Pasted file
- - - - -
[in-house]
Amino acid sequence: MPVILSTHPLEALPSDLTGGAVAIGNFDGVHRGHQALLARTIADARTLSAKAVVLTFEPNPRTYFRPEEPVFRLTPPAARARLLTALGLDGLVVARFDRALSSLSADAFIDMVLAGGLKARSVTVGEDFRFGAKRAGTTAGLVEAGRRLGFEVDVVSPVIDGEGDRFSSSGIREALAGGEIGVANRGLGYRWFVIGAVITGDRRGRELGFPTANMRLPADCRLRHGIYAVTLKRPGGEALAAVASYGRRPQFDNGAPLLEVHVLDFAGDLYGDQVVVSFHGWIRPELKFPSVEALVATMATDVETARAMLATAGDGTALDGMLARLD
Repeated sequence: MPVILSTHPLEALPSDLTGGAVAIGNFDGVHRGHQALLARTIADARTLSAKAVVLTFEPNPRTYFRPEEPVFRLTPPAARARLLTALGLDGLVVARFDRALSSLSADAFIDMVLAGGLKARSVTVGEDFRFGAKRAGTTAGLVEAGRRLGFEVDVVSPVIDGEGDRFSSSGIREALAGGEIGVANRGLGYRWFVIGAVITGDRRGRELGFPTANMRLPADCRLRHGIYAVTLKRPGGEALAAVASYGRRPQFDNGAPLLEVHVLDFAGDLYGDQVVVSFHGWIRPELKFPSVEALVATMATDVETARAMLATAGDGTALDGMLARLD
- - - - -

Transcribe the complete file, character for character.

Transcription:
[in-house]
Amino acid sequence: MPVILSTHPLEALPSDLTGGAVAIGNFDGVHRGHQALLARTIADARTLSAKAVVLTFEPNPRTYFRPEEPVFRLTPPAARARLLTALGLDGLVVARFDRALSSLSADAFIDMVLAGGLKARSVTVGEDFRFGAKRAGTTAGLVEAGRRLGFEVDVVSPVIDGEGDRFSSSGIREALAGGEIGVANRGLGYRWFVIGAVITGDRRGRELGFPTANMRLPADCRLRHGIYAVTLKRPGGEALAAVASYGRRPQFDNGAPLLEVHVLDFAGDLYGDQVVVSFHGWIRPELKFPSVEALVATMATDVETARAMLATAGDGTALDGMLARLD
Repeated sequence: MPVILSTHPLEALPSDLTGGAVAIGNFDGVHRGHQALLARTIADARTLSAKAVVLTFEPNPRTYFRPEEPVFRLTPPAARARLLTALGLDGLVVARFDRALSSLSADAFIDMVLAGGLKARSVTVGEDFRFGAKRAGTTAGLVEAGRRLGFEVDVVSPVIDGEGDRFSSSGIREALAGGEIGVANRGLGYRWFVIGAVITGDRRGRELGFPTANMRLPADCRLRHGIYAVTLKRPGGEALAAVASYGRRPQFDNGAPLLEVHVLDFAGDLYGDQVVVSFHGWIRPELKFPSVEALVATMATDVETARAMLATAGDGTALDGMLARLD